The first article Moon produced for the magazine was in 1950, called “The Murdered Midas of Lake Shore,” about millionaire Sir Harry Oakes, a native of Kirkland Lake, Ontario, who had been found murdered seven years earlier at his home in the Bahamas. Moon only used a single quote before the final paragraphs of the 3,700-word story. Instead, the piece offered meticulously phrased detail and engaging narrative: “He spent more than half his life in rawhide boots and lumberjack shirts, slept in caves and lean-tos and pup tents, trenched and single jacked and swung an axe, shared quarters with rattlesnakes and fought black flies. Before he died he bought his suits on Savile Row and his underwear from Sulka, had mansions in Kirkland Lake, Niagara Falls, Bar Harbor, London, Sussex, Palm Beach, as well as the estates in the Bahamas.” It read like a short story. She was 23 when she wrote it.
In 1953, Moon left Maclean’s and soon was editing at Mayfair, a high-end general-interest title. In an obituary for Maclean’s,Robert Fulford described meeting her there:“It was as if a bird of paradise had alighted among sparrows.” He also observed, “[She] looked like one of nature’s Parisians, a woman who made chic self-presentation seem easy and inevitable.”
Within a couple of years, Moon was back at Maclean’s as a staff writer, and stayed until 1964. Her forte was hard-hitting profiles—among them, actor William Shatner and drama critic Nathan Cohen—but it was a different kind of piece that won her the 1962 University of Western Ontario President’s Medal, for best magazine article of the year. “The Nuclear Death of a Nuclear Scientist” explored the accidental radiation poisoning of a young Winnipeg-born physicist and biochemist, reflecting her new-found interest in science writing. Over the next eight years, she wrote various features at The Globe and Mail; was part of a blue-ribbon team that produced a “storyline” for the Ontario pavilion at Expo 67; turned her flare for science journalism into scriptwriting for the nascent The Nature of Things and other documentary shows; and was commissioned to write The Canadian Shield. Published in 1970, the finished work was an unabashed paean to the rugged landscape and its place in our collective imagination: “Bedrock, tundra, taiga, boreal forest, deranged drainage, muskeg, mosquitoes, black flies: add to these a climate that at its worst is arctic and at its best offers only four frost-free months a year. Even as far south as Timmins the yearly average is a mere forty frost-free days. And that is the Shield.”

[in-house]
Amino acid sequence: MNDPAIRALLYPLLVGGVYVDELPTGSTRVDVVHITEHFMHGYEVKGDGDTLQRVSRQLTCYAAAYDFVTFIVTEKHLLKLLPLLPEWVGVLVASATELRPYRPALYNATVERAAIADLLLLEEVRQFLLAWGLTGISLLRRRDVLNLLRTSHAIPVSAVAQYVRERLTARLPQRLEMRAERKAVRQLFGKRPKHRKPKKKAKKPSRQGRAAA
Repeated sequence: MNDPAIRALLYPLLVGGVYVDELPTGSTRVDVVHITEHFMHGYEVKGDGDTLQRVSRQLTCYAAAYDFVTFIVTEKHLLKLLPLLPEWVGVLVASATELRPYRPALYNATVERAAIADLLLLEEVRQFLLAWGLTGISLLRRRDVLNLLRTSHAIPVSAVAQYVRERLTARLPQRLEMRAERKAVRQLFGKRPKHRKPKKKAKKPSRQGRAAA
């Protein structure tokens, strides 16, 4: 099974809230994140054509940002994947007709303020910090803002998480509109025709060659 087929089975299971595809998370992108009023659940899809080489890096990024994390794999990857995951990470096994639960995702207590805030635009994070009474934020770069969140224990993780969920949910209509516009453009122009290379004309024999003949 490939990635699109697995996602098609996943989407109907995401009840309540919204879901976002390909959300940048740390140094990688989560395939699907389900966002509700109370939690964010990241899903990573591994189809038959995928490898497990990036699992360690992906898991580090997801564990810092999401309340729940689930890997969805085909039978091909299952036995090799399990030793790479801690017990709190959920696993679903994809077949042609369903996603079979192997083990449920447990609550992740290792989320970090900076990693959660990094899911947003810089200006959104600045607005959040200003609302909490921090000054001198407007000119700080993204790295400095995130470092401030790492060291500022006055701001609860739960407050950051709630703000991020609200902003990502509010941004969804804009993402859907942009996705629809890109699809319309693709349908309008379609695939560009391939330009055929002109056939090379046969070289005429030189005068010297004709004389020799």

A quarter century after it first appeared, writer Greg Hollingshead wrote about Shield, saying, “This is not only personally charged nature writing of a good kind, but it gives you a sense of what is so difficult and so magnificent about this country.” The craft and passion that imbued the text also hinted at another facet of “nature’s Parisian”: she was an enthusiastic birdwatcher, a member of Friends of Point Pelee, an association dedicated to ecological preservation, and was so entranced with the Far North that on a trip there, she somewhat jokingly suggested to her husband, Wynne Thomas, that they move there.
It was in 1968, during one of her freelance periods, that Moon met Thomas, a Welsh-born journalist, who was editor of a trade magazine covering the advertising industry. He had noted her byline, and assigned her a story analyzing TV ads. It was, he recalls, “a crackerjack piece.” They had drinks. A few months later he proposed, and they were married in a small ceremony in St. Catharines. Very small. Moon’s long-time friend from the Globe, Sheila Kieran, wasn’t invited. Fulford, with whom she had become close, didn’t learn of the wedding until someone said in passing, “Well, Barbara and her husband….” As a later colleague would note, “She wasn’t a person you were casual with. You know, there are folks you can call up to chit-chat. Well, I never felt I could do that with her.”